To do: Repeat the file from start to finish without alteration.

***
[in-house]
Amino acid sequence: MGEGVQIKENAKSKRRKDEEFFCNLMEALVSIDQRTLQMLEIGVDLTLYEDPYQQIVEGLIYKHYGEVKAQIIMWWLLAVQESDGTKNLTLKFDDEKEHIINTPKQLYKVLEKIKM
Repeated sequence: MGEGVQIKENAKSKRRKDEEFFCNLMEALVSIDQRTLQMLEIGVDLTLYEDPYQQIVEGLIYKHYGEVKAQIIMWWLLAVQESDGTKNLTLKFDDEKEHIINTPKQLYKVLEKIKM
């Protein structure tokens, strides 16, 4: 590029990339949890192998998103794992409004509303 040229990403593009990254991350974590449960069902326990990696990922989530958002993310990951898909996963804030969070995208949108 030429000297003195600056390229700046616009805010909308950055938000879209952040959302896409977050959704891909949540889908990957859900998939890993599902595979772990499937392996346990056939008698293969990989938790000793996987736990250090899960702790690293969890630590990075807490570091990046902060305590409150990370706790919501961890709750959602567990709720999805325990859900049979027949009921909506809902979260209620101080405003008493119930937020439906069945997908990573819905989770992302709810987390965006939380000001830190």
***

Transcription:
[in-house]
Amino acid sequence: MGEGVQIKENAKSKRRKDEEFFCNLMEALVSIDQRTLQMLEIGVDLTLYEDPYQQIVEGLIYKHYGEVKAQIIMWWLLAVQESDGTKNLTLKFDDEKEHIINTPKQLYKVLEKIKM
Repeated sequence: MGEGVQIKENAKSKRRKDEEFFCNLMEALVSIDQRTLQMLEIGVDLTLYEDPYQQIVEGLIYKHYGEVKAQIIMWWLLAVQESDGTKNLTLKFDDEKEHIINTPKQLYKVLEKIKM
């Protein structure tokens, strides 16, 4: 590029990339949890192998998103794992409004509303 040229990403593009990254991350974590449960069902326990990696990922989530958002993310990951898909996963804030969070995208949108 030429000297003195600056390229700046616009805010909308950055938000879209952040959302896409977050959704891909949540889908990957859900998939890993599902595979772990499937392996346990056939008698293969990989938790000793996987736990250090899960702790690293969890630590990075807490570091990046902060305590409150990370706790919501961890709750959602567990709720999805325990859900049979027949009921909506809902979260209620101080405003008493119930937020439906069945997908990573819905989770992302709810987390965006939380000001830190």